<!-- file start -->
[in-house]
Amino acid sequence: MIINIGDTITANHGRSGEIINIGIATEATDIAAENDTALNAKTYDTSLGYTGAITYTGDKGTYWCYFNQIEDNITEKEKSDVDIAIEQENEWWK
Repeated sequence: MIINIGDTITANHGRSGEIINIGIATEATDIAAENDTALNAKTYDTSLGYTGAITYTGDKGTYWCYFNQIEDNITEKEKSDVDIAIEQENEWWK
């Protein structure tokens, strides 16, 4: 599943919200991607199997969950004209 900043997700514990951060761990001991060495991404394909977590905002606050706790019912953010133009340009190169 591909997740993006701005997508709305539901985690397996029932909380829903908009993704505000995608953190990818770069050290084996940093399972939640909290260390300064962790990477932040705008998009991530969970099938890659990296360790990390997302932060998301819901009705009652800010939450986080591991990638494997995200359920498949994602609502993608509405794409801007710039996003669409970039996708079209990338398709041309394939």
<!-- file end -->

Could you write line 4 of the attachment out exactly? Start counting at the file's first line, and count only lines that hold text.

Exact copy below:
């Protein structure tokens, strides 16, 4: 599943919200991607199997969950004209 900043997700514990951060761990001991060495991404394909977590905002606050706790019912953010133009340009190169 591909997740993006701005997508709305539901985690397996029932909380829903908009993704505000995608953190990818770069050290084996940093399972939640909290260390300064962790990477932040705008998009991530969970099938890659990296360790990390997302932060998301819901009705009652800010939450986080591991990638494997995200359920498949994602609502993608509405794409801007710039996003669409970039996708079209990338398709041309394939």